My name is Ekaterina, I’m from Russia and I’ve been “haunted” by the German language all my life.
I studied at a gymnasium (high school) in Russia. There we had two foreign languages classes – English and a second language of your choice (French, Swedish, or German). This opportunity disappeared in the year of second language choices, so I and all my classmates had to study German as a second language.
At first, I was upset by the lack of free choice. However, as I started learning German, I quickly began to fall in love with it. German was difficult and unusual after English, but how captivating it was! I fell in love with the sound of German and its logical grammatical structures. It was a pleasant surprise to discover words borrowed from German in Russian. It also sometimes made learning German easier. And then I found a new dream – to learn German and go to Germany someday in order to investigate rich German culture! Even though I began to pay attention to music in German and poetry, it was still a difficult task. This task proved difficult due to the constant change of teachers in my school. As a result, by the end of school, I knew the language very poorly. I consoled myself with the fact that I didn’t yet see any opportunities where I could use my knowledge of German, so I continued to focus on learning English. Also at this time, I was interested in learning Japanese and Polish, but I never really studied them.
When I enrolled at the university for a bachelor's degree, I knew that in my second year I would have to choose a second language for study (the first language was again English, since I studied in Russia mainly in Russian). And here it is a surprise – history repeats itself! Again the choice was canceled! We had a choice between Italian and German, but in our year, everyone had to start learning German. I was terribly glad! I didn't have the time or money to attend language schools, and there was such a great opportunity to learn my favorite language again at university! Studying German at the university was short, but very productive. My level was still not high enough to continue my studies in Germany, but my knowledge and skills have improved a lot.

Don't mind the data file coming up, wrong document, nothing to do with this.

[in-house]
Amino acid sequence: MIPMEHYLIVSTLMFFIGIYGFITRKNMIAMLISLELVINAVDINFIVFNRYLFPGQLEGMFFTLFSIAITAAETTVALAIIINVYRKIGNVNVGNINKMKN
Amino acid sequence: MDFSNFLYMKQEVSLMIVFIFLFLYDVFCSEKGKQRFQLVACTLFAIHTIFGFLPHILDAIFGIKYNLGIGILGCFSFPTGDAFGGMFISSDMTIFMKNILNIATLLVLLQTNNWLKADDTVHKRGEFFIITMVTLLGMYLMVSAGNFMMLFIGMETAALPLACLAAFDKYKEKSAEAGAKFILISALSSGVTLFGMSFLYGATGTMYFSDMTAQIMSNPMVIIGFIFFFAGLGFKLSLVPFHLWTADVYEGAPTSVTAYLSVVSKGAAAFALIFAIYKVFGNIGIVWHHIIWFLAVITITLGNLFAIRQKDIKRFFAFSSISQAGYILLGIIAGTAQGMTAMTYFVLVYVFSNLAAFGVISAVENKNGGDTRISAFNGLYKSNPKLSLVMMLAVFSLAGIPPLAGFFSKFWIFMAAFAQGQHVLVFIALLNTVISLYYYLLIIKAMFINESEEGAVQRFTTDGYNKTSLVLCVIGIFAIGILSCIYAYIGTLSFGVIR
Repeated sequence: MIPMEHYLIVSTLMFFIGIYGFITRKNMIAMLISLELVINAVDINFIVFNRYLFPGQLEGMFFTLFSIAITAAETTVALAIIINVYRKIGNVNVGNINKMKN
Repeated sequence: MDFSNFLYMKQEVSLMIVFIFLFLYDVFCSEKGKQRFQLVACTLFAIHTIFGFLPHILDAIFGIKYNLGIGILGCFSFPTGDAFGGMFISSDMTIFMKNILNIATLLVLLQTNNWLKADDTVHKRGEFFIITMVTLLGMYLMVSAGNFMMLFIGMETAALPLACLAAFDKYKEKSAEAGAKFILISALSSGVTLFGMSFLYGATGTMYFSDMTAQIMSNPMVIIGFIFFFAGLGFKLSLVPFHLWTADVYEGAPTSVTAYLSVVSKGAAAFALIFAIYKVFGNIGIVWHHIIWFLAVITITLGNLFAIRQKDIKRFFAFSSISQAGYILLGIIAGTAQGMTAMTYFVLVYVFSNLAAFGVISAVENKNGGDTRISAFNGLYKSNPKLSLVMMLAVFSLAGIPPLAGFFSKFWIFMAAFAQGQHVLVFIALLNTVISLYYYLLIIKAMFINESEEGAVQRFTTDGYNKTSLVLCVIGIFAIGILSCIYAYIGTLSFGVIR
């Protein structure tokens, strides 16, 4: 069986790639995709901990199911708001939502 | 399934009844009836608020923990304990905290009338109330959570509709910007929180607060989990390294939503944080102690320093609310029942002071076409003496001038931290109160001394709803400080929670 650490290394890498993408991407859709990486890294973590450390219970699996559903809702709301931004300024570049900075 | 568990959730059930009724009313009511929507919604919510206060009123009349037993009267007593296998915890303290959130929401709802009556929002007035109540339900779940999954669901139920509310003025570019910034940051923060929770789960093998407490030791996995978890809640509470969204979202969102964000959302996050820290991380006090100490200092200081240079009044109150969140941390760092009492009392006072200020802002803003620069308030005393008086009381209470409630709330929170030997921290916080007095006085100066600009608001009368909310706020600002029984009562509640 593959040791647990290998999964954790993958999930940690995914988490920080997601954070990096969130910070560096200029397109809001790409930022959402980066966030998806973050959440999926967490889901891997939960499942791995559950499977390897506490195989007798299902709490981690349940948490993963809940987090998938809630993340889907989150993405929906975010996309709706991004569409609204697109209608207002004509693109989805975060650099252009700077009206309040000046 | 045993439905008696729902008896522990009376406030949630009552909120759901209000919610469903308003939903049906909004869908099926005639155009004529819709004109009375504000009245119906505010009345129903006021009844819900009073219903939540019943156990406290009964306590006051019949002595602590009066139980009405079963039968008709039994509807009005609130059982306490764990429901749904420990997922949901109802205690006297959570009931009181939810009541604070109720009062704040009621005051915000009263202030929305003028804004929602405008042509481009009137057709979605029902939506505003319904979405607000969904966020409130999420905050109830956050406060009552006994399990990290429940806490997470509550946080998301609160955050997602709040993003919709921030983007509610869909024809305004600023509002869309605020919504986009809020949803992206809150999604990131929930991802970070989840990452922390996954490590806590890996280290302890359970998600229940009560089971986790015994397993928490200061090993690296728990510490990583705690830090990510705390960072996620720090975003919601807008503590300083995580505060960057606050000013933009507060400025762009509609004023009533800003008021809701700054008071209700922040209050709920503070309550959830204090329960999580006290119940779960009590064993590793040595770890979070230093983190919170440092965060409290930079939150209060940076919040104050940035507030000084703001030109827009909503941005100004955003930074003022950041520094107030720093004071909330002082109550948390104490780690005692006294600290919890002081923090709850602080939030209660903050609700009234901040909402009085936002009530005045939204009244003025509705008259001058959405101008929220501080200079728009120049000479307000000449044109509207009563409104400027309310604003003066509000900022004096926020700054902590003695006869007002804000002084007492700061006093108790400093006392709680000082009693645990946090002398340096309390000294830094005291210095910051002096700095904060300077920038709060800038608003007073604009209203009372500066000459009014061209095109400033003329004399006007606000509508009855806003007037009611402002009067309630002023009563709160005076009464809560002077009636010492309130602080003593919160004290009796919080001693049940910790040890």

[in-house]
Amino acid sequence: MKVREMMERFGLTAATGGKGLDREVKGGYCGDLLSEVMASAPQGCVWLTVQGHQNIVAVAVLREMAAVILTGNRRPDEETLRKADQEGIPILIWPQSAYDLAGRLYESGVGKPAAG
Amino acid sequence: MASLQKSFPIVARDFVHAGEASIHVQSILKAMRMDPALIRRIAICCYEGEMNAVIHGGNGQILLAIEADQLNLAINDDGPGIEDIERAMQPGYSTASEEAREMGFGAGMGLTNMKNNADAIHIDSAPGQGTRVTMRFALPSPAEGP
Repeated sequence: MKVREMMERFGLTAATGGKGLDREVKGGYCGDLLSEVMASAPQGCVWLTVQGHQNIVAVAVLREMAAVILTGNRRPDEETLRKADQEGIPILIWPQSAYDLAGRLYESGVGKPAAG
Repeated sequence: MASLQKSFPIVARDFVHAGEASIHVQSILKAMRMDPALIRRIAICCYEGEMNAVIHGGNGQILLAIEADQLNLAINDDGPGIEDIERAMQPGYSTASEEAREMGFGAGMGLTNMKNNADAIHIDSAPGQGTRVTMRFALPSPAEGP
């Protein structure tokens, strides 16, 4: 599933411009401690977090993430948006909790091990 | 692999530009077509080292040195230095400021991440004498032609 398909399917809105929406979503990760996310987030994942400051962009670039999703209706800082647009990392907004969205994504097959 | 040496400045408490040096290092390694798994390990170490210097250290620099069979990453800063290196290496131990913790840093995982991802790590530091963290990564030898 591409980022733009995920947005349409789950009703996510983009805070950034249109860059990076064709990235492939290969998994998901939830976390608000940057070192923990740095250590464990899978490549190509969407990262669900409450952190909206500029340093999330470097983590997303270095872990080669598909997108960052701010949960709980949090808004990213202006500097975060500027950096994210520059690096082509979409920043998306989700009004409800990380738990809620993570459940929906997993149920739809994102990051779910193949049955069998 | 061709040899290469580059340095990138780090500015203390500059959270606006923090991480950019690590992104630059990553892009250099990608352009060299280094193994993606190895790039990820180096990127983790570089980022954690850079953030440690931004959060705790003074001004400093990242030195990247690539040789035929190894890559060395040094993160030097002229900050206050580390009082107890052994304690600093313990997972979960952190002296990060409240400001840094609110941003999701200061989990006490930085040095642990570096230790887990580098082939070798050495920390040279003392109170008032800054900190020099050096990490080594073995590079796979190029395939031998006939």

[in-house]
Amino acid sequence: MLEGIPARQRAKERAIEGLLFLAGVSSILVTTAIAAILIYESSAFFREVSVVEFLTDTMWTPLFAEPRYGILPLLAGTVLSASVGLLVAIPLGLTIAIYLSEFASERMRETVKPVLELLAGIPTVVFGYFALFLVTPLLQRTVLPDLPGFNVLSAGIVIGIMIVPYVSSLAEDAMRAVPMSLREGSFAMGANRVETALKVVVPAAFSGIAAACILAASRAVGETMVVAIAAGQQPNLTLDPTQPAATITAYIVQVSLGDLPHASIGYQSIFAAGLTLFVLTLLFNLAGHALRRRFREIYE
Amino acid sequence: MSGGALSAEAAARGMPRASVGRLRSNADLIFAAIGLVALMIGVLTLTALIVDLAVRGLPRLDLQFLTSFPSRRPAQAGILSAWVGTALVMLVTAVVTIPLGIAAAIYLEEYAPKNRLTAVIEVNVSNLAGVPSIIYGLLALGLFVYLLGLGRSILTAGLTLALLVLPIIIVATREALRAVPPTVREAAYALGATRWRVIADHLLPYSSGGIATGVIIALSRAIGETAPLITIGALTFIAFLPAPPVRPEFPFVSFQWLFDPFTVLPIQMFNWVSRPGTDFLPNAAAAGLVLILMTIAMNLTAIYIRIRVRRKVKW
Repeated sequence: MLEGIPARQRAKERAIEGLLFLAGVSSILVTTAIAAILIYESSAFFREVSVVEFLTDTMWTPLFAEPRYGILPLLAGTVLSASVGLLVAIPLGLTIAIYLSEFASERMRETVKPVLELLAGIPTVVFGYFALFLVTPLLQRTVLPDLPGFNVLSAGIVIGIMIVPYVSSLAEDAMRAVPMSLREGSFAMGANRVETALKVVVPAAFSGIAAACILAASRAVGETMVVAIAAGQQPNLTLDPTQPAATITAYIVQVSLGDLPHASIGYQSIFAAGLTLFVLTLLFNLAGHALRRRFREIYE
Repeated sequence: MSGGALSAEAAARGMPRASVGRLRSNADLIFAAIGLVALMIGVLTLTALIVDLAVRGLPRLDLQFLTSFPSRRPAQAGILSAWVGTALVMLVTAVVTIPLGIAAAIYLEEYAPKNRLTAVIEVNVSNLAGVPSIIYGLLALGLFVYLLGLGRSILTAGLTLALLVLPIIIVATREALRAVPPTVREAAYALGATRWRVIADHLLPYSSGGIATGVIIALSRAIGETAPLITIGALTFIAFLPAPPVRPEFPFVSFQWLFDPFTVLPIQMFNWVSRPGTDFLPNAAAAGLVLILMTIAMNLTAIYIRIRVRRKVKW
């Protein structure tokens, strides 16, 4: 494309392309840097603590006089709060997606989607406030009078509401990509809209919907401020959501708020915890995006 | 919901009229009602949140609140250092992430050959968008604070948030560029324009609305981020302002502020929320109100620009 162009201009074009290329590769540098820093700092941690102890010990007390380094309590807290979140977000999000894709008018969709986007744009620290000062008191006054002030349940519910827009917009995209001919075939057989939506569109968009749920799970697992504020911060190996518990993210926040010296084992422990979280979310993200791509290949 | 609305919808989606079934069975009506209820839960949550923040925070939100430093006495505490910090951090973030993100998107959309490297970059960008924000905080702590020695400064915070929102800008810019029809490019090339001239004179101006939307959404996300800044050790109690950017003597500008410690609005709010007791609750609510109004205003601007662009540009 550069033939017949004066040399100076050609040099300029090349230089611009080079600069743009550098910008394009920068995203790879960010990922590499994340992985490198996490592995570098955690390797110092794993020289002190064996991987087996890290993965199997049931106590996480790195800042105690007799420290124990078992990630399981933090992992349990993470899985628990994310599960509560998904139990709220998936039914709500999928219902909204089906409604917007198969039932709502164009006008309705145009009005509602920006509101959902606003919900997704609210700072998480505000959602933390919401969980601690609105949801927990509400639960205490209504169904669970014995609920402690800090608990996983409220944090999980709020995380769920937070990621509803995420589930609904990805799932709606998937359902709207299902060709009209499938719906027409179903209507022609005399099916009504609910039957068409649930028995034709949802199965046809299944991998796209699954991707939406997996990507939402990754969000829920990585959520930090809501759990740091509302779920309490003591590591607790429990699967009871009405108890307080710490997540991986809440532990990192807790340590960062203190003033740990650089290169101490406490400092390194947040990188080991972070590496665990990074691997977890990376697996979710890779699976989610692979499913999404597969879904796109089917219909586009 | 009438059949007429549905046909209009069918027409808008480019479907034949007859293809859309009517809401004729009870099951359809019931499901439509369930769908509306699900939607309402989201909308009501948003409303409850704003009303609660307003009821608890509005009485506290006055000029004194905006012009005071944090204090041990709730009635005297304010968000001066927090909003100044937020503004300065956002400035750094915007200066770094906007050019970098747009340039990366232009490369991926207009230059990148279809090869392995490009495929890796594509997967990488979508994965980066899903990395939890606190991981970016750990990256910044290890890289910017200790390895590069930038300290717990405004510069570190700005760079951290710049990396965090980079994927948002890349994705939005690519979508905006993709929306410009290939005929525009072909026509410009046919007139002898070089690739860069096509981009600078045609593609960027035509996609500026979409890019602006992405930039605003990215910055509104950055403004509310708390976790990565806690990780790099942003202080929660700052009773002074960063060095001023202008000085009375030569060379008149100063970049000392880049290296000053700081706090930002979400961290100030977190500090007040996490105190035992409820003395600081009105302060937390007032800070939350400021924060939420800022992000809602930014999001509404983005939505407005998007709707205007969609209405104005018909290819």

When I finished my bachelor's degree, I was again frustrated that I couldn’t apply to universities in Germany because of my knowledge of German. After my enrollment in the master’s degree program, I was very worried that in 2 years I would easily forget the language and I would need to look for courses or then start all German learning again. You cannot imagine my surprise when, in the first year of my master's studies, the university opened a double-degree and exchange program with Germany! A huge plus for me was that they didn’t require knowledge of German at the C1–C2 level, which I didn’t have. I immediately decided to take this opportunity to go to Germany for a semester and practice my language. I came to Göttingen to study the history of Eastern Europe. However, I had the time and opportunity to travel around Germany a bit, so I was also able to visit and live for a while in Bielefeld, Munich, and Frankfurt-am-Main. It was a unique and wonderful trip! I came to Germany fascinated by the German language and after the end of the semester, I left there completely in love with the German language and culture.
Now I have enrolled at UIC as a graduate student in the Department of Polish, Russian, and Lithuanian Studies and I intend to continue studying German. I'm very excited about the language opportunities offered at UIC and I'm looking forward to combining my Russian and Eastern European studies with learning German language. A series of accidents in my life have constantly connected me with the German language. It's so amazing and at the same time terribly wonderful! Learning a foreign language can be a lot of fun and pleasure, so I'm already looking at other language options at UIC with great interest.